Canny Legal take a closer look at conveyancing with a few key things to make sure you go over when buying a home.

For many of us buying a house is the biggest financial transaction we will ever undertake. So it’s understandable that the conveyancing process can sometimes seem daunting, particularly for first home buyers. The size and nature of these transactions makes it essential that the purchase goes smoothly and that any issues are identified and resolved as early as possible in the process.

Some of the key things that you should be aware of when buying a property include:

  • Vendors statement – It is important to read this document carefully. Note the services connected to the property and the estimated annual outgoings, this includes council rates, to ensure these are acceptable to you.  Additionally, note the zoning and planning overlay requirements that will apply.  It is also important to make sure that all relevant planning and/or building permits have been obtained for any recent building works undertaken on the property.
  • Title and title plan – Check the certificate of title to ensure all property details are correct and that there are no unexpected charges or caveats over the property. Be aware of any easements or restrictive covenants that apply to the property. Check the plan of the property against the actual property boundaries to ensure they match. Any discrepancies should be immediately addressed with the vendor and/or their solicitor or conveyancer.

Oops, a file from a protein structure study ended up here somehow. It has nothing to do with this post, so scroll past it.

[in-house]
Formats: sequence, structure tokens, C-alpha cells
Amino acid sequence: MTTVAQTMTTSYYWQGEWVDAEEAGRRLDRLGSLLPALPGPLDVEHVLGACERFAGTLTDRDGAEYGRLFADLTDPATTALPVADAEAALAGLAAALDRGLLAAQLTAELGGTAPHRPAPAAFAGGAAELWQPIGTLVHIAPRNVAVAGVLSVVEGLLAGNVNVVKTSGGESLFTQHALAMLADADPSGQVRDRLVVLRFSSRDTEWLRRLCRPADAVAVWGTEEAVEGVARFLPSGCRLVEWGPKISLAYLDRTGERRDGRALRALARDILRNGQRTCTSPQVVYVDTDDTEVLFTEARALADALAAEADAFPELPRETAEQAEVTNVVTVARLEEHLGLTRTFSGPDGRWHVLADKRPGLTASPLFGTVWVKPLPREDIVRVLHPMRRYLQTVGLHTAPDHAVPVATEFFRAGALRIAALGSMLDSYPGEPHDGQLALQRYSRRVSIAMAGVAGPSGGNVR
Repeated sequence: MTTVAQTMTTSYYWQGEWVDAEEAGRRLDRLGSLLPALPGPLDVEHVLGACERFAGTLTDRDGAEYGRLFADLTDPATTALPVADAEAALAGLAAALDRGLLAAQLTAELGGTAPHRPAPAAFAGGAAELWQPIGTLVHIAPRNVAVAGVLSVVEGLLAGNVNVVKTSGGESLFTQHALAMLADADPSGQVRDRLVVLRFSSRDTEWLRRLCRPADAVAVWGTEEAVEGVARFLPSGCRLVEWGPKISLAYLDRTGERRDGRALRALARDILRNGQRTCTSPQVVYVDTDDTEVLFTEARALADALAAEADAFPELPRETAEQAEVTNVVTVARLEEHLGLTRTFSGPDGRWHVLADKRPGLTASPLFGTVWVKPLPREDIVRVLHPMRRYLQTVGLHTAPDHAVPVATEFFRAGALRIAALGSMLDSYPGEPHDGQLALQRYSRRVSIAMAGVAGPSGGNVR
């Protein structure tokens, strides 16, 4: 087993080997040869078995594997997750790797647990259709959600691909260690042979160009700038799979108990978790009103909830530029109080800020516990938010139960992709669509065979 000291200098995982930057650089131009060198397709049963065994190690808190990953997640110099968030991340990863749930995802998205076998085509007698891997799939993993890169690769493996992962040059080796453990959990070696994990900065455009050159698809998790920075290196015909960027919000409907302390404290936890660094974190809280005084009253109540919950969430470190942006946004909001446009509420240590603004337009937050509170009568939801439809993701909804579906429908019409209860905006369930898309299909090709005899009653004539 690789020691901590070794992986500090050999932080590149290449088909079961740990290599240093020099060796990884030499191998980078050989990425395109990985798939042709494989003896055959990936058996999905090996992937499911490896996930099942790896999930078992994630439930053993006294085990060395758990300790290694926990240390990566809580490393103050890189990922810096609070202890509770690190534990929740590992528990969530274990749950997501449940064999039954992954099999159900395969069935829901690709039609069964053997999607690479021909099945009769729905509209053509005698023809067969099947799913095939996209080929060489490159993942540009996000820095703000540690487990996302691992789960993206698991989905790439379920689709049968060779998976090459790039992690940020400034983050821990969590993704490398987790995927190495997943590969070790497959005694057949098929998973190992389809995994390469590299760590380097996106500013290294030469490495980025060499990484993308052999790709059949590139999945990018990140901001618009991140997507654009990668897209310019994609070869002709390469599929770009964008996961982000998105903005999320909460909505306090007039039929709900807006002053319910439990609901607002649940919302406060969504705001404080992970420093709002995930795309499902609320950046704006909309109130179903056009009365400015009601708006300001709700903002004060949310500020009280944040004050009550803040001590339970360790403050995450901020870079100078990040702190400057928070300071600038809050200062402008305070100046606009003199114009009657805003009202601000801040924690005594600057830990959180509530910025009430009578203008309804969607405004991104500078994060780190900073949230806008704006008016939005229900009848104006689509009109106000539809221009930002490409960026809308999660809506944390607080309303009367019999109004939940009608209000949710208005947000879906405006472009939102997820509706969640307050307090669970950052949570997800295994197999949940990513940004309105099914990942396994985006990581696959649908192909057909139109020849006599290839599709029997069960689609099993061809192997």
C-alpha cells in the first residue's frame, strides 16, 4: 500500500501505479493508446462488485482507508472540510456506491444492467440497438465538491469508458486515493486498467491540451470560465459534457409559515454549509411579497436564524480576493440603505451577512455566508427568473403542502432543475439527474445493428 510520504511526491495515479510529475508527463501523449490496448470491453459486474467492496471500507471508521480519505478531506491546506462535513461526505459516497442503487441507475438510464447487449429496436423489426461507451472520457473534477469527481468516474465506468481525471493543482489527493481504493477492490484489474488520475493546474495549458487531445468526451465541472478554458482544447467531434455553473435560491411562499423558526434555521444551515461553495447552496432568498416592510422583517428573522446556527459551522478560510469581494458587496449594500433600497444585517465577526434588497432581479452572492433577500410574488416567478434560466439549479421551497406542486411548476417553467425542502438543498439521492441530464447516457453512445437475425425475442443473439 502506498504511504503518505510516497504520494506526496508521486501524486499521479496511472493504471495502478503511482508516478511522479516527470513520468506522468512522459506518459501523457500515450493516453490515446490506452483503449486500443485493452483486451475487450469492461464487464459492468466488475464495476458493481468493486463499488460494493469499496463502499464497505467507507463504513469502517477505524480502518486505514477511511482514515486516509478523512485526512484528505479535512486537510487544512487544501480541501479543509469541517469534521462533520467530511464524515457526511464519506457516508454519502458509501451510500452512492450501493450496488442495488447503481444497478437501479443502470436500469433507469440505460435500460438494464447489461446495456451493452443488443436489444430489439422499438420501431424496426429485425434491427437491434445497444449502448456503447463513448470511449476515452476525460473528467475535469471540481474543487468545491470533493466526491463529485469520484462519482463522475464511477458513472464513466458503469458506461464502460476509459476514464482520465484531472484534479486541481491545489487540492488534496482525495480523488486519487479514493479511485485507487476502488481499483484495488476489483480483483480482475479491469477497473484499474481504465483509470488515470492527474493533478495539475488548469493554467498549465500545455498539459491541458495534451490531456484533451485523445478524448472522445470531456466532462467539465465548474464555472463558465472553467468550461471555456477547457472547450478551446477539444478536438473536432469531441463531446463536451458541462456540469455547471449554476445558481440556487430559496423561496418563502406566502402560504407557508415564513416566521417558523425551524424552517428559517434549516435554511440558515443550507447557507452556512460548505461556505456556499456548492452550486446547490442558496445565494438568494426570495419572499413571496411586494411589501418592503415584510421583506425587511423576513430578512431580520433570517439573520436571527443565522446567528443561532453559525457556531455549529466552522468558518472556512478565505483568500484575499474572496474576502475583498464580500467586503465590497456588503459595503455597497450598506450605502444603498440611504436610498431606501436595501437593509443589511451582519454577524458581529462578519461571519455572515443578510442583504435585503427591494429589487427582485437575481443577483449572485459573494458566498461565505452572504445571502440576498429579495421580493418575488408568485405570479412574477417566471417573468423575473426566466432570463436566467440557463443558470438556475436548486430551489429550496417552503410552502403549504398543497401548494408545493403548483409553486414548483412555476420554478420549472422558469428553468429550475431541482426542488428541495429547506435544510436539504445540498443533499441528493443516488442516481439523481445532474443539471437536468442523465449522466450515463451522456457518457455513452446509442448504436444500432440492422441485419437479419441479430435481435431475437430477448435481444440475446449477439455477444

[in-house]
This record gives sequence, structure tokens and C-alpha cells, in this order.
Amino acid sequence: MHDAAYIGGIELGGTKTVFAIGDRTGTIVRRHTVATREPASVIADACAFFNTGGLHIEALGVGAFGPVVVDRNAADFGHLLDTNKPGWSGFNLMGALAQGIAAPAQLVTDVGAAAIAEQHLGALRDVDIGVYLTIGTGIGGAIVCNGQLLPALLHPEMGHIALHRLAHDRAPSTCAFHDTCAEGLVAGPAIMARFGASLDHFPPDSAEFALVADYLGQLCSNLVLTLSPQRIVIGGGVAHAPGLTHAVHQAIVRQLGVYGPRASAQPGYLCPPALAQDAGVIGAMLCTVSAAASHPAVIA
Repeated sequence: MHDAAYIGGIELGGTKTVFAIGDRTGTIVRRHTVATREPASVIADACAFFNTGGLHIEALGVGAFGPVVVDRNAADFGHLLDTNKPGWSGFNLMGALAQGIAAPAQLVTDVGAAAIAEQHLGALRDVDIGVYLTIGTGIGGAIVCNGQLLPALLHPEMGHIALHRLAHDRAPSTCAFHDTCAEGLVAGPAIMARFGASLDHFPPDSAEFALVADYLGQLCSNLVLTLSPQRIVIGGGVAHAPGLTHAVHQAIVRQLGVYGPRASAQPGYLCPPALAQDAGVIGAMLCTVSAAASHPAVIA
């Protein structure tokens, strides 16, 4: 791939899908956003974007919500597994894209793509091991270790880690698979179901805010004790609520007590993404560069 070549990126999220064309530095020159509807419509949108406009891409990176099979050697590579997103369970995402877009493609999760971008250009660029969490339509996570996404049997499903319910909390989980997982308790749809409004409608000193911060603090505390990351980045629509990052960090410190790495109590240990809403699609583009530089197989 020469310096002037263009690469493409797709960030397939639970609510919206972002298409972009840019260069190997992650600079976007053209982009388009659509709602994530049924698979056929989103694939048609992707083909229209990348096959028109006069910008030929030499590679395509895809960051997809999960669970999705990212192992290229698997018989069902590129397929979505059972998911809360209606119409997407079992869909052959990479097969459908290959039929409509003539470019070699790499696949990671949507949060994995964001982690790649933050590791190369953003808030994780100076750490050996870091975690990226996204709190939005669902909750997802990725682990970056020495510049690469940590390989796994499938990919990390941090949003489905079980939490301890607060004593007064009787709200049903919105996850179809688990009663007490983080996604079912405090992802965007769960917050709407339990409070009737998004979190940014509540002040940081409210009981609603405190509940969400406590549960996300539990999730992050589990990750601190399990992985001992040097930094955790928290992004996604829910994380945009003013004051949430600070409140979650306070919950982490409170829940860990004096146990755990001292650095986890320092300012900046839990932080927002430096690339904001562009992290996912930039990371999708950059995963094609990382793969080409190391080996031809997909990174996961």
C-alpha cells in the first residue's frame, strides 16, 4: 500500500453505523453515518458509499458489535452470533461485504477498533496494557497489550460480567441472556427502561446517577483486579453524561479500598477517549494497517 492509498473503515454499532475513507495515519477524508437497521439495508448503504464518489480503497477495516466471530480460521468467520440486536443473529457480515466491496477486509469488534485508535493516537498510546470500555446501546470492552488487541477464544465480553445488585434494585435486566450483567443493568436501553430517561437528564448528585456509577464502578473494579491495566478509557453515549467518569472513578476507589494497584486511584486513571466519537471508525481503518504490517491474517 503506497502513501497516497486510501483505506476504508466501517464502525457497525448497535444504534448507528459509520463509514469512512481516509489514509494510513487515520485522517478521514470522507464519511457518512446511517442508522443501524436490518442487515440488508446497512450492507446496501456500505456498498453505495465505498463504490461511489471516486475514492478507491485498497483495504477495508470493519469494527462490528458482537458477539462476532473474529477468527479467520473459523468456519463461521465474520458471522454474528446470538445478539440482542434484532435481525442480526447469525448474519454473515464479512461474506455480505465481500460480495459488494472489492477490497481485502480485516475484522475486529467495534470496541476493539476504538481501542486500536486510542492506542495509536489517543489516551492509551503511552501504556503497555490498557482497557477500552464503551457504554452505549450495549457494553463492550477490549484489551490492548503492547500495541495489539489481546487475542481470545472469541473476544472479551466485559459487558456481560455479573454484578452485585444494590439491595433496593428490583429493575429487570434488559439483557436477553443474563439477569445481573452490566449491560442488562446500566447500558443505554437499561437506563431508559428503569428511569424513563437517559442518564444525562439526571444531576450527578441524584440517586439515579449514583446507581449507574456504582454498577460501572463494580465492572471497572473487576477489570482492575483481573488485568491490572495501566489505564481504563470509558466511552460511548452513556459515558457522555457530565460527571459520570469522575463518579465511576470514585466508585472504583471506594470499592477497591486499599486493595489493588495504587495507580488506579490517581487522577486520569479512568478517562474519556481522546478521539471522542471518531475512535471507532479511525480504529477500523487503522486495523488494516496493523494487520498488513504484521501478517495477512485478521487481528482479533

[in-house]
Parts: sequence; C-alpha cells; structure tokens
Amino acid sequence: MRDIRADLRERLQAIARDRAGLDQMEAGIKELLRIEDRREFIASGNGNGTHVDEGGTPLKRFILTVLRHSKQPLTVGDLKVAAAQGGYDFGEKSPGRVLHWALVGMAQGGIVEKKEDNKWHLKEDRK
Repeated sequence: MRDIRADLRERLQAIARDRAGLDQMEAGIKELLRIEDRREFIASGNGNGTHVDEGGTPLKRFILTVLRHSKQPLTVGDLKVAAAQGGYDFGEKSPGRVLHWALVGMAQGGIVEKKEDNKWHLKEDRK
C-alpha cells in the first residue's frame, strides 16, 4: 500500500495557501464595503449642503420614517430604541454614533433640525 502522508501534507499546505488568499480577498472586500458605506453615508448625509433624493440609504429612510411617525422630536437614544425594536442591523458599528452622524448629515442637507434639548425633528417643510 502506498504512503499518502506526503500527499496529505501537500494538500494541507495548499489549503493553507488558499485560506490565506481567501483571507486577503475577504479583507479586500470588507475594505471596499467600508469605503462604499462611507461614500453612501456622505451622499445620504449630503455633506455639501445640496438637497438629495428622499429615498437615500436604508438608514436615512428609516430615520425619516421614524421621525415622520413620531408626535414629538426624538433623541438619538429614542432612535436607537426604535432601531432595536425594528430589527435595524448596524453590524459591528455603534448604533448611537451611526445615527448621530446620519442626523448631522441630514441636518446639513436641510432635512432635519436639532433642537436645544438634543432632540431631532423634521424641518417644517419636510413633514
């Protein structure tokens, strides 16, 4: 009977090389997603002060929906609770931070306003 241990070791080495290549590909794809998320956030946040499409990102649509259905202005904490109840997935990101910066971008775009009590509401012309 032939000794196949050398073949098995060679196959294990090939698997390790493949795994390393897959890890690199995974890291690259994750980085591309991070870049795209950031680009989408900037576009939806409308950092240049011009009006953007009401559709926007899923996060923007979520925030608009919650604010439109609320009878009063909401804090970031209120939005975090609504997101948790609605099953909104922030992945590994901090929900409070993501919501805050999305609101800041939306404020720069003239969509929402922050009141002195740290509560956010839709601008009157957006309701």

• Contract of sale – It is critical to read this document and have a full understanding of all terms and conditions. If you are buying by private sale it is important for you to be aware of your cooling off rights. In most cases these will apply for three business days after the contract of sale is signed.  Make sure the property is properly described and additional items specified; if they’re not then you may not end up buying what you think you’re buying.  Where relevant, make the contract conditional on finance and/or an acceptable building inspection and that all dates in the contract (eg. date for payment of the deposit, finance approval dates, settlement dates) are acceptable to you and more importantly, achievable.  Don’t get trapped into an unrealistically short timeframe for settlement that doesn’t suit you.
  • Property inspections – It is crucial that you have a full understanding of the quality of the house you are purchasing. As well as your own personal inspections, you should engage an independent qualified building inspector to undertake a professional building and pest inspection to identify any structural defects, wiring and plumbing issues and other issues like infestation, rising damp and mould or the presence of asbestos.  Before settlement undertake a pre-settlement inspection, normally held one week prior, to ensure the property is being handed over to you in the same condition as when it was sold.
  • Owners Corporations – If you buy a unit, townhouse or apartment there will often be associated common property that will be covered by an owners corporation. Before buying it is important that you have an understanding of the rules of the owners corporation, the rights and responsibilities associated with it as well as the costs and fees involved.
  • Costs – Be aware and on top of all of the costs of the conveyancing process. In addition to the purchase price this includes; conveyancing fees, any pre-paid outgoings already paid by the vendor and stamp duty.

In most cases, your solicitor or conveyancer will identify and assist you with any serious issues that arise. However, if you are unsure of anything at any stage, it’s always worth clarifying with them. Their goal is to make sure the conveyancing process runs to completion as smoothly and stress free as possible for you.